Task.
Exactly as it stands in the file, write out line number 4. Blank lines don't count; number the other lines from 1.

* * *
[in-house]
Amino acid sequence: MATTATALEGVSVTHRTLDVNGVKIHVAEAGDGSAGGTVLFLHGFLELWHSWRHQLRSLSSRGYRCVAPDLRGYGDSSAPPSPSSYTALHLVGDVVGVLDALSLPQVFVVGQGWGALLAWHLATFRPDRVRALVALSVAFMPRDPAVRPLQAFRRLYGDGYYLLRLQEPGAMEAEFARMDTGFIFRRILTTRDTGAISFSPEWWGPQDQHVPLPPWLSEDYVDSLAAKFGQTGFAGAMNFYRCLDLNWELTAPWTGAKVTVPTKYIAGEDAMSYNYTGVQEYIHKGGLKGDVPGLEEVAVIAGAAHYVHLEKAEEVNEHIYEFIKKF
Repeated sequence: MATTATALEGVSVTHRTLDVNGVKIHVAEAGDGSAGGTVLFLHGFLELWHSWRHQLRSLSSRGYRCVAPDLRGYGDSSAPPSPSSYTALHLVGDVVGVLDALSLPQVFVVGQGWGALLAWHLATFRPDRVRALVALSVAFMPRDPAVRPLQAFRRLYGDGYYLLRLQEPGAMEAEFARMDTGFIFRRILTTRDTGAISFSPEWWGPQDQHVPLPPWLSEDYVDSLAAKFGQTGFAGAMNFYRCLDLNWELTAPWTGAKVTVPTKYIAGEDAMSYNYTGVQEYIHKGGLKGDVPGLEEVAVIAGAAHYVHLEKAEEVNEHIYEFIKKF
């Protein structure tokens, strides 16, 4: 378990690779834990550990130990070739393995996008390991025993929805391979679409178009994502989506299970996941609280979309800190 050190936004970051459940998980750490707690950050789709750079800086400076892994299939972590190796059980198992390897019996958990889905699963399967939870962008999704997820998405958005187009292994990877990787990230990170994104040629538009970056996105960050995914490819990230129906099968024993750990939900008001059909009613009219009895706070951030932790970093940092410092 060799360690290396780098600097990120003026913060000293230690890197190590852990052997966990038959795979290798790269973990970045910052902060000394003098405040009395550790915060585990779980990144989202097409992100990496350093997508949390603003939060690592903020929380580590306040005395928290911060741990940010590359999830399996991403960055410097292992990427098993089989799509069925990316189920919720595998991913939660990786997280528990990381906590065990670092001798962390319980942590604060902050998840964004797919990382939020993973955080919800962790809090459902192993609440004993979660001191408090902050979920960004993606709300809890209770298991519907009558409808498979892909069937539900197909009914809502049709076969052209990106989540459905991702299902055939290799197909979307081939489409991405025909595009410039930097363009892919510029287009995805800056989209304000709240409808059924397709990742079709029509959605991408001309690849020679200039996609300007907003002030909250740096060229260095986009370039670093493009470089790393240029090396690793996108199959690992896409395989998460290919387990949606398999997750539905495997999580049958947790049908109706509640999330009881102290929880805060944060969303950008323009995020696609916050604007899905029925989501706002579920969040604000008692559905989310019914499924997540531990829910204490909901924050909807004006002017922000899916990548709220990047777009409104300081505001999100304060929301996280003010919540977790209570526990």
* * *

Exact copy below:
């Protein structure tokens, strides 16, 4: 378990690779834990550990130990070739393995996008390991025993929805391979679409178009994502989506299970996941609280979309800190 050190936004970051459940998980750490707690950050789709750079800086400076892994299939972590190796059980198992390897019996958990889905699963399967939870962008999704997820998405958005187009292994990877990787990230990170994104040629538009970056996105960050995914490819990230129906099968024993750990939900008001059909009613009219009895706070951030932790970093940092410092 060799360690290396780098600097990120003026913060000293230690890197190590852990052997966990038959795979290798790269973990970045910052902060000394003098405040009395550790915060585990779980990144989202097409992100990496350093997508949390603003939060690592903020929380580590306040005395928290911060741990940010590359999830399996991403960055410097292992990427098993089989799509069925990316189920919720595998991913939660990786997280528990990381906590065990670092001798962390319980942590604060902050998840964004797919990382939020993973955080919800962790809090459902192993609440004993979660001191408090902050979920960004993606709300809890209770298991519907009558409808498979892909069937539900197909009914809502049709076969052209990106989540459905991702299902055939290799197909979307081939489409991405025909595009410039930097363009892919510029287009995805800056989209304000709240409808059924397709990742079709029509959605991408001309690849020679200039996609300007907003002030909250740096060229260095986009370039670093493009470089790393240029090396690793996108199959690992896409395989998460290919387990949606398999997750539905495997999580049958947790049908109706509640999330009881102290929880805060944060969303950008323009995020696609916050604007899905029925989501706002579920969040604000008692559905989310019914499924997540531990829910204490909901924050909807004006002017922000899916990548709220990047777009409104300081505001999100304060929301996280003010919540977790209570526990």